Then Jesus, looking at him, loved him, and said to him, “One thing you lack: Go your way, sell whatever you have and give to the poor, and you will have treasure in heaven; and come, take up the cross, and follow Me.” ~ Mark 10:21
This week, I tend to look long and hard at those verses that tell us to take up the cross. This week, it stops being metaphorical and has a gruesome, beautiful, REAL quality to it. This week, I've been giving some unexpected thought to this verse.
As everyone probably recalls, this verse is from the the account of the rich young ruler who approached Jesus to ask how he, who has always obeyed the Law, can have eternal life. I never would have considered it a controversial verse...but I think it probably is. Because Jesus, in his love for the young man, tells him to give up everything. To give it all away to those in need. To take up the cross--to embrace suffering, punishment, trials, pain--and follow Jesus.
I'm sure you've heard sermons on this verse. I'm sure you've talked about it in studies. I know I have. We've talked about how Jesus was identifying the thing that the young man held as an idol--his wealth--and telling him to put it far from him. To actually obey the Law that says to put nothing before God, instead of just claiming to. We've talked about how Jesus certainly isn't telling everyone in the world to sell all their earthly possessions.
Which is true. He isn't. He would only have to tell us that if we valued our earthly possessions above our heavenly ones. But last year, when we talked about this in Sabbath School, I went home asking myself, "What would I do if Jesus did ask me to give it all up? My house? My cars? My books? My comfortable life. Could I?"
|My prized possessions--not the couch. The BOOKS.|
We're all quick to say, "Of course!" But I wasn't going to accept a trite answer from myself, because I know myself too well, LOL. As I examined my heart, I really wasn't sure. I wasn't sure I could walk away from it all if He asked--but I knew that wasn't how I wanted my heart to be. So I asked Him, that day, to change my heart.
There were no epiphanies in the following months. No tests. No...anything. But when I asked myself the question again about a month ago, I realized that there was no hesitation any longer. I quite simply no longer loved the idea of a comfortable house, a comfortable life, as much as I loved the idea of doing absolutely whatever God asks me to do. If He asks me to give it up, I will.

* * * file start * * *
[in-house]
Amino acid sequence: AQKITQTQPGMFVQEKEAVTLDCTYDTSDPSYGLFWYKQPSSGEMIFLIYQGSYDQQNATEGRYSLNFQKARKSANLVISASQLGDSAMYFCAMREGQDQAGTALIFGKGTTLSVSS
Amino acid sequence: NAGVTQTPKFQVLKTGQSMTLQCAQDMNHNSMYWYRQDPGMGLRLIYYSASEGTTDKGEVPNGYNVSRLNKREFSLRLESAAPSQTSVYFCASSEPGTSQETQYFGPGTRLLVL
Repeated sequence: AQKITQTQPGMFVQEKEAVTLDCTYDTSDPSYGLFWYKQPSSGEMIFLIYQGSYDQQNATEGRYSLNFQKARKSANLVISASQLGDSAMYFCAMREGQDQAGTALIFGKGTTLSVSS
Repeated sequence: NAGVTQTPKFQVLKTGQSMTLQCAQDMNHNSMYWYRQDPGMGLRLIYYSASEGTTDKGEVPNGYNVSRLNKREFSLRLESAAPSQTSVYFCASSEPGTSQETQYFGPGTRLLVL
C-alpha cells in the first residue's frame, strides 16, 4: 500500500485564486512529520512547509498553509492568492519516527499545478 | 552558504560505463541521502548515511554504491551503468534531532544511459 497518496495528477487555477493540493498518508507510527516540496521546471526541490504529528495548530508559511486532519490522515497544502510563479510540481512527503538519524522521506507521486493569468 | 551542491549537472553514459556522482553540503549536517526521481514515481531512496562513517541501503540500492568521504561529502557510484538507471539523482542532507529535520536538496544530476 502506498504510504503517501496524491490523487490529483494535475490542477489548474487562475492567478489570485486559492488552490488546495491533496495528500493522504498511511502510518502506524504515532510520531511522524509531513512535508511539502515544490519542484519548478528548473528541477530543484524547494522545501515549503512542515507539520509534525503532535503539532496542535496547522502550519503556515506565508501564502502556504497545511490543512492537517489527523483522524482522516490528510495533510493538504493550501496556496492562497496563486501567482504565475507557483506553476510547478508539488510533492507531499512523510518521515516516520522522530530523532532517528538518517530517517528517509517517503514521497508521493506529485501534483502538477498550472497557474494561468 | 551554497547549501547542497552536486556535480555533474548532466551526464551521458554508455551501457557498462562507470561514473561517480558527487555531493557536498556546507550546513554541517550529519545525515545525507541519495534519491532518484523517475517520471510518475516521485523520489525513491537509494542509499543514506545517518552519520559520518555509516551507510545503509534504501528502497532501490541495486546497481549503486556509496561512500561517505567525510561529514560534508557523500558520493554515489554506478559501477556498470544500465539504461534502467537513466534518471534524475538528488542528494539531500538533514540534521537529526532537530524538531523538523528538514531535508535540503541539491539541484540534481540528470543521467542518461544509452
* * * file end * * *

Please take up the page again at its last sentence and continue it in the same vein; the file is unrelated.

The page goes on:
It's a strange idea to people today though, isn't it? We are, above all, a society that craves security. We want to know that our job will be there. That there will be a paycheck every week. That our insurance will cover our bills. That the car will start up every morning. That we'll have a nest egg to retire on. But I realized yesterday that for most of my adult life, I haven't had those things. As a freelance writer, editor, and designer, I frankly never know if or when or how the next contract will come. My hubby works for a family business in an industry incredibly unstable. I had no insurance until a couple years ago...and my premiums, thanks to the so-called Affordable Health Care Act, just doubled.
Last night, I was talking to my parents, and they mentioned how if it came down to it, my husband could get a great job. Good pay, benefits. Security.
And I realized...I don't want it. I don't want to be tied to "security." I don't want to give up my dreams--and worse, give up my ability to say, "Yes, Lord! Here I am!" because I'm too afraid to give up my things. I don't want to turn into the rich young ruler.
Security, while something we all crave, is an illusion. Things could change at any time. The rain falls on the just and the unjust alike. Fortunes disappear. Economies fail. Businesses go bankrupt. Our only security in this world is Him. In the sure knowledge that He can make less enough.
Our only security is knowing that we will suffer. We will know pain. Heartache. Loss. Persecution. (Death and taxes, as the old saying goes.) Those are sure. Guaranteed.
Our security is knowing that when those times come, we have a Savior who has suffered more, and who understands. Who lost it all, but did it anyway. Who had no place to rest his head, but all the grandeur of heaven. Who had no insurance, but who could heal through the power of the Spirit.
Our security is Him. Not the things of this world. The things of this world are what made men shout, "Crucify Him!" and nail his hands to a cross.
I nail those things to the cross instead. I say that all I am, all I have, is His.
I will obey your call, Lord. I will take up the cross. Right now, I know that means obeying the call you put on me to homeschool, to write, edit, design, and serve my church. But I know that tomorrow, that call could change. If it does, I pray I won't hesitate over things. I pray I will follow you out onto the water. To the mouth of the cave. Into the mob. And to the cross.
Thank you, Jesus, for your sacrifice. I've spent years trying to fully understand it, and I daresay I'll spend many years more doing the same. Because the more I see, the more I realize it's so far beyond all I can comprehend. But I thank you for it. I praise you for it. And I will work diligently to keep my heart open to it, rather than cluttered up with the things of this world.